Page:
Remembering William Gaines, the journalist obsessed with Watergate's Deep Throat | Bleader

Remembering William Gaines, the journalist obsessed with Watergate's Deep Throat

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William Gaines in 2005 - ANDY LAVLLEY/POST-TRIBUNE
  • Andy Lavlley/Post-Tribune
  • William Gaines in 2005

When reporters have fooled you because you assumed they were being honest, did you give those reporters too much credit or too little? After William Gaines, who won two Pulitzer Prizes for his investigative journalism at the Tribune, retired from the paper in 2001 to teach journalism at the University of Illinois, he led his students in the unraveling of his business's greatest mystery: Who was the Watergate scandal's Deep Throat?

In 2003, Gaines's class announced its conclusion: Deep Throat had been a White House attorney named Fred Fielding. But the class was wrong. In 2005 we all found out Deep Throat was Mark Felt, associate director of the FBI.

Gaines took the mistake in stride. He explained to me that the class had carefully read All the President's Men, the memoir by the Washington Post's Bob Woodward and Carl Bernstein that introduced Deep Throat as Woodward's secret Watergate source, and drawn inferences from the details. Some of those details offended Gaines—they were indiscreet. "When you have a confidential source you don't say anything about him," he'd tell me.

"But as it turned out, they didn't do that," Gaines said when Felt was unmasked by Vanity Fair. "They fooled us. They were not giving up clues after all. The clues we saw deceived us." And Gaines approved.

To many journalists who'd lived through Watergate, naming Felt closed the book on the era. But Gaines still had questions about the Felt-Woodward relationship. He teamed up with Max Holland, author of the online newsletter Washington Decoded, to pursue them, and in 2007 Gaines and Holland published the critique "Deep Throat 3.0." Gaines argued that Felt had been a lot more central to the Post's Watergate coverage than Woodward ever acknowledged, and Holland made the case that Woodward frequently compromised Felt's interests to serve the Post's and his own. The most dramatic example of this was his revealing that there was a Deep Throat at all. 

Holland continued to write about Watergate, and in 2012 he published a book, Leak: Why Mark Felt Became Deep Throat. There was nothing romantic or noble about his answers. Holland said Felt leaked to Woodward (and other reporters) because he was calculating and ambitious; he wanted to run the FBI, and he believed his leaks would discredit the FBI's current boss yet never be traced back to their source.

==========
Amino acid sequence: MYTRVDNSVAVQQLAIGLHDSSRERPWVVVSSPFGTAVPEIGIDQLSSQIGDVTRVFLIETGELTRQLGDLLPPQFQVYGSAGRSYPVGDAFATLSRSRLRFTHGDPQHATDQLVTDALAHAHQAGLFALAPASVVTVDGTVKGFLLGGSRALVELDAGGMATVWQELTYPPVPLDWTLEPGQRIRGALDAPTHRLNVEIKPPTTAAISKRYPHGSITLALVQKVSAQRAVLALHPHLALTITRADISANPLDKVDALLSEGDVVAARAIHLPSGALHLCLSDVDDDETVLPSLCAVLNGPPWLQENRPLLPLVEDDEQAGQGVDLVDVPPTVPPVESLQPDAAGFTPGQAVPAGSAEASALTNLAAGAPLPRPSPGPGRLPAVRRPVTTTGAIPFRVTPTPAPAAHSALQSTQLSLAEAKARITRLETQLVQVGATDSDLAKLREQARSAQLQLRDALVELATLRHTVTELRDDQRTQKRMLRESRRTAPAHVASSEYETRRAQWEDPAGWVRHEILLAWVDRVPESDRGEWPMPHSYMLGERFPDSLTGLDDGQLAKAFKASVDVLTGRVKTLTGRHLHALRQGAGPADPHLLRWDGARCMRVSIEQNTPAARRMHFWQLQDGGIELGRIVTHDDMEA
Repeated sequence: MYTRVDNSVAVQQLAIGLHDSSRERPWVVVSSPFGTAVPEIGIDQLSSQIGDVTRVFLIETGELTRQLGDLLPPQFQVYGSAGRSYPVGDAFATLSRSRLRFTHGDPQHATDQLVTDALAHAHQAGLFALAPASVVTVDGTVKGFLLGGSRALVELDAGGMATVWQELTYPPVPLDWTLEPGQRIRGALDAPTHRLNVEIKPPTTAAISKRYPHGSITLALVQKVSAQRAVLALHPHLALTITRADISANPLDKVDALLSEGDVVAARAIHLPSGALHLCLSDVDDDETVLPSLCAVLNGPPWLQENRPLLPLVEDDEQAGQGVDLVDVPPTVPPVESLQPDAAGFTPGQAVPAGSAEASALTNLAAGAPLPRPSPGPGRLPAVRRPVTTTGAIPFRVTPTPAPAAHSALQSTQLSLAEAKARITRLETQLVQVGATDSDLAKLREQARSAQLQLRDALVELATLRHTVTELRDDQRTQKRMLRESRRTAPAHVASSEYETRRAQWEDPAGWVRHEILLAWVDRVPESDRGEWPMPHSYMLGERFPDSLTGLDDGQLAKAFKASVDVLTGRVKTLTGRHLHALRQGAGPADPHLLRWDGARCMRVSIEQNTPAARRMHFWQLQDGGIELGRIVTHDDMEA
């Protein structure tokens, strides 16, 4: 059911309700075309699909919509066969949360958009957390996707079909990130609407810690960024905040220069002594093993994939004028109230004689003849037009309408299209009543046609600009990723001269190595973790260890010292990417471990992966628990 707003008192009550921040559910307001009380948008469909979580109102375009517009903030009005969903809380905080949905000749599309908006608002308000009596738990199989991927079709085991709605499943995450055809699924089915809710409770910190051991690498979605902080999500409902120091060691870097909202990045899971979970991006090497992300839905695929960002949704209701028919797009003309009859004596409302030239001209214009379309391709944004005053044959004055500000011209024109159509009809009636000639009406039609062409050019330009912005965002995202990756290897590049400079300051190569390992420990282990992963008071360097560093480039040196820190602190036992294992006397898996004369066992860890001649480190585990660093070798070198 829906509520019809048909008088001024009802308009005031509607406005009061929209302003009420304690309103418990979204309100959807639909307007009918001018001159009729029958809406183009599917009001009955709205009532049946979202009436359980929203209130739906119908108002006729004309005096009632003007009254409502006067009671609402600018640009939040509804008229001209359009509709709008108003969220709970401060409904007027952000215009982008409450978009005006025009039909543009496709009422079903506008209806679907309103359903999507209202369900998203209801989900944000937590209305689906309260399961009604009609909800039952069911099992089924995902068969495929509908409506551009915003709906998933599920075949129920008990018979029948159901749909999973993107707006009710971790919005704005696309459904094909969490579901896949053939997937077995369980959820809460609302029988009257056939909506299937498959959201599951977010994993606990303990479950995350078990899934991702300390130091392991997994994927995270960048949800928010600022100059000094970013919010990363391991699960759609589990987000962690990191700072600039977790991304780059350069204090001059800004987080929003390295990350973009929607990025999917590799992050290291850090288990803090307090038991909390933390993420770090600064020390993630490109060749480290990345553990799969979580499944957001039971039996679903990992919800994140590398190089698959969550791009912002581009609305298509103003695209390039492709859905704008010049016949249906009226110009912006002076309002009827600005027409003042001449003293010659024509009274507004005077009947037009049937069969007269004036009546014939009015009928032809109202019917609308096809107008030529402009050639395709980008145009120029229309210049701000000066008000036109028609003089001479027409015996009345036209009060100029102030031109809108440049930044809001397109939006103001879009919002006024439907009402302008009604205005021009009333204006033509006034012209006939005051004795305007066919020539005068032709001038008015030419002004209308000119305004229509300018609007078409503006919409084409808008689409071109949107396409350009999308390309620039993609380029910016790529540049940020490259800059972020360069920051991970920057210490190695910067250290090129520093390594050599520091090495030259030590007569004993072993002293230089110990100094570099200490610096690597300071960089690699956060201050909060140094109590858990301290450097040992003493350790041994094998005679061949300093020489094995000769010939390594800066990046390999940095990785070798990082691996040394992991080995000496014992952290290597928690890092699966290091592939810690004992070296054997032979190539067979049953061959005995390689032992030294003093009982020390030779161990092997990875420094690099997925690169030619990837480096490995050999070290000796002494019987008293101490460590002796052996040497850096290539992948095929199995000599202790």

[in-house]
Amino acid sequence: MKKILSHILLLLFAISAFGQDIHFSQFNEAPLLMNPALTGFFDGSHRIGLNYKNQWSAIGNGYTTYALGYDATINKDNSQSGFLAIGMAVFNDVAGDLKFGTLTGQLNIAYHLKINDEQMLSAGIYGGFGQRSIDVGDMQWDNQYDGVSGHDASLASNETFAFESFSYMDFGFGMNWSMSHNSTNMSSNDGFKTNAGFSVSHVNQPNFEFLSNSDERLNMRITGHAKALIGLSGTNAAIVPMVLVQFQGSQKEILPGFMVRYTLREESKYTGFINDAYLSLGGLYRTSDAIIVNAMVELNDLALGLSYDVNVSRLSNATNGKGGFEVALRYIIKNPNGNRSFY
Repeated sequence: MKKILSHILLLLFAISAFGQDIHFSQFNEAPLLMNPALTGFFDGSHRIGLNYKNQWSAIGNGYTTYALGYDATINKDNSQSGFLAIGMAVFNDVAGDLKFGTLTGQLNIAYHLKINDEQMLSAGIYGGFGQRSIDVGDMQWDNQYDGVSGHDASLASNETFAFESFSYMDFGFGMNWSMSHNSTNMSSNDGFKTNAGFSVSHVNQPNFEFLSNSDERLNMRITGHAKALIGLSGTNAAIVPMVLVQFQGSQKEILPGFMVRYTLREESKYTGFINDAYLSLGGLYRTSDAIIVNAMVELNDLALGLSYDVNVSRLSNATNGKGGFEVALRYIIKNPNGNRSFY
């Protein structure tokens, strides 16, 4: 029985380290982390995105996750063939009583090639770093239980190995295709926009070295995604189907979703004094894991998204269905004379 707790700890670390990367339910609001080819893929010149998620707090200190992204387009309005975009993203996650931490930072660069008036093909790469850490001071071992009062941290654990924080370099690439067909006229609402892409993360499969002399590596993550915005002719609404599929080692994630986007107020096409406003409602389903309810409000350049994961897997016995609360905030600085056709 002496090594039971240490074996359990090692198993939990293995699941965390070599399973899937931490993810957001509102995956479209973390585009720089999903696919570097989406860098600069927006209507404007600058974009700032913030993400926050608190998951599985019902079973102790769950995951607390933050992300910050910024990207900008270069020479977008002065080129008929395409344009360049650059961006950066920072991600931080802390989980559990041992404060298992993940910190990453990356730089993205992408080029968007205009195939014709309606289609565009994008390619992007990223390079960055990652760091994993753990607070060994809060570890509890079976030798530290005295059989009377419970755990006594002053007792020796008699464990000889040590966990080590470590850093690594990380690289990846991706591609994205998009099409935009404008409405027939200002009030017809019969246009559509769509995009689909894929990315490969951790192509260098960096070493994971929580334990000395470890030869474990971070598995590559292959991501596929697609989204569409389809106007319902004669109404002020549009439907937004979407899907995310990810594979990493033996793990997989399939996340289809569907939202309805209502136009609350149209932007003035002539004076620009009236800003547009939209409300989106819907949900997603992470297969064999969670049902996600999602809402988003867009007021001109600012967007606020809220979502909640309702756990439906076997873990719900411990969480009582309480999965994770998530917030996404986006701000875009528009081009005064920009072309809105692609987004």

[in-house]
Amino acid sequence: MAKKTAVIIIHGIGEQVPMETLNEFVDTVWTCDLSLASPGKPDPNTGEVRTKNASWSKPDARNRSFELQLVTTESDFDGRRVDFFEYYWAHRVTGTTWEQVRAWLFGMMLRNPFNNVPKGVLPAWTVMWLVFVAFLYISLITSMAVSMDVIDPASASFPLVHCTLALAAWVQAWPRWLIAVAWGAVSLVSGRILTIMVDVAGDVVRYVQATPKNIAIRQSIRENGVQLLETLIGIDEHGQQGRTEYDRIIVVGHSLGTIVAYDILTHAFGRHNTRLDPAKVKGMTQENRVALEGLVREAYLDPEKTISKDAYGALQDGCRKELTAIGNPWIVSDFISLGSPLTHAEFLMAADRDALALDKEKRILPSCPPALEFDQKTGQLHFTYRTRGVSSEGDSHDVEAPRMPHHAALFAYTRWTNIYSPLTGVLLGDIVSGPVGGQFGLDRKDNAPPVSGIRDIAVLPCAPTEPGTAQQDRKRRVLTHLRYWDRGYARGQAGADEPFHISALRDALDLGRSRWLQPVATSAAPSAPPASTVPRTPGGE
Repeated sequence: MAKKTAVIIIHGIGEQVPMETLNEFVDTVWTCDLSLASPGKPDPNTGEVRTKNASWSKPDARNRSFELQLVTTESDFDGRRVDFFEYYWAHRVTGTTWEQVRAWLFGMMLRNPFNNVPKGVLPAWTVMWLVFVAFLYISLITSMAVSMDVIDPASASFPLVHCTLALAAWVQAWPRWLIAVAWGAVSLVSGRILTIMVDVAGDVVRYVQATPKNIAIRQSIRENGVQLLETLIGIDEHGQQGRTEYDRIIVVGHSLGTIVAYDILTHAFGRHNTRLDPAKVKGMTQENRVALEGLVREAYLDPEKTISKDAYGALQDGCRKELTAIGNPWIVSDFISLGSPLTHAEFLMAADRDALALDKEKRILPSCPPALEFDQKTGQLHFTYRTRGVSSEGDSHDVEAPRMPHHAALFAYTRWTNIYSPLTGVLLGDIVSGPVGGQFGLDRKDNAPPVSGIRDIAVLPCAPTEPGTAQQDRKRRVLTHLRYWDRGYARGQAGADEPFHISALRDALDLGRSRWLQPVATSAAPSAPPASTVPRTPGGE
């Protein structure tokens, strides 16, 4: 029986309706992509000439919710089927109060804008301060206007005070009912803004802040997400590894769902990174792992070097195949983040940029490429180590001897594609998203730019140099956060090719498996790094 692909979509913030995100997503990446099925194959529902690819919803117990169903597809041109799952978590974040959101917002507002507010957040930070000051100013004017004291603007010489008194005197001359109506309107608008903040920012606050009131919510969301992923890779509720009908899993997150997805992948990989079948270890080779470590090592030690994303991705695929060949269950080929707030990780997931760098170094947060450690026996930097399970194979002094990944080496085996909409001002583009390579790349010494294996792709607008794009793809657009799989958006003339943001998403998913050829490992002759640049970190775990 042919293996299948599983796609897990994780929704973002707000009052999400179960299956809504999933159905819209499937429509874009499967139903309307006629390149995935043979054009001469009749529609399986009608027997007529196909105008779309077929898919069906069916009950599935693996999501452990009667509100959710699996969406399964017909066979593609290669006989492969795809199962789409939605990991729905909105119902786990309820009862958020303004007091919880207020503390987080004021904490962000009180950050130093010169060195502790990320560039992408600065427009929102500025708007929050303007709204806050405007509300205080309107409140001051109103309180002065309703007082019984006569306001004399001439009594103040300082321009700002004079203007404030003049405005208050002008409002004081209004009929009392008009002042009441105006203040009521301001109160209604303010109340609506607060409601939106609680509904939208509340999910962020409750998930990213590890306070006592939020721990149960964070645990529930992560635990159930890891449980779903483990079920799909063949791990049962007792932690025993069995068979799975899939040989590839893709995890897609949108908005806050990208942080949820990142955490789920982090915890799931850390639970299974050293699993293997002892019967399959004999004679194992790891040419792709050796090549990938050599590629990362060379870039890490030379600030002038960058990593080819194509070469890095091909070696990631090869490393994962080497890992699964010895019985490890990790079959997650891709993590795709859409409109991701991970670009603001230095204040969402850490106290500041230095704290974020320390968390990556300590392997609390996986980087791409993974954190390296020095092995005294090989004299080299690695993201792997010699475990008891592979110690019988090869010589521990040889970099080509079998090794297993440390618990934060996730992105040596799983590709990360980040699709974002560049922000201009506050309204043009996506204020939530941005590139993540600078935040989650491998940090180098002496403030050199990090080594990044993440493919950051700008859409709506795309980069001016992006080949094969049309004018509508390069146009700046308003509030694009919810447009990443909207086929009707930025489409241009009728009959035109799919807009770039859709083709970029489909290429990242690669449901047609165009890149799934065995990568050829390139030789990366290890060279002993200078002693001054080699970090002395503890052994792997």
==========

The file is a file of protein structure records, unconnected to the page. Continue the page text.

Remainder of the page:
Felt had a "basic contempt for the media," Holland wrote; Felt and Woodward were using each other.

Bill Gaines died on July 20 at the age of 82. Obituaries focused on his Pulitzers and his Deep Throat inquiry, and Holland sent me a long tribute. Everything he wrote about Watergate after "Deep Throat 3.0" was done in "close consultation" with Gaines, Holland said, and if Gaines had been younger and healthier, Leak probably would have carried his name as coauthor. But Gaines "was modest and deferential, and he didn't want his name on any article that he wasn't a full partner in researching and/or writing."

Together, they were stripping the mystique from Watergate. Holland told me he and Gaines proved to their own satisfaction that Woodward and Bernstein "had presented a shifting explanation of Felt's instrumentality as it suited their purpose." Holland then wanted to show the two reporters had been just as disingenuous at representing Felt's motives. Gaines "was a font of ideas about what to look for and where. He shared several of his key FBI documents and listened with rapt attention as I described my growing body of interviews with journalists, FBI execs, and DOJ attorneys from that time.

"I wanted him to be a coauthor," Holland went on, "because I thought that it would be unfair if history remembered him for being so prominently wrong about Deep Throat's identity, which is what I feared his obit would say about his Watergate period. Instead, I thought he should be remembered for helping to expose the truth about Felt and why he did what he did. In retrospect, Bill's big mistake in 2003 had been to take Woodward and Bernstein at their word and too literally."

When journalists wander into academia, idealism can get the better of them. I picture Holland reminding Gaines that he needed to put all that aside. Watergate was the trenches. It was Chinatown

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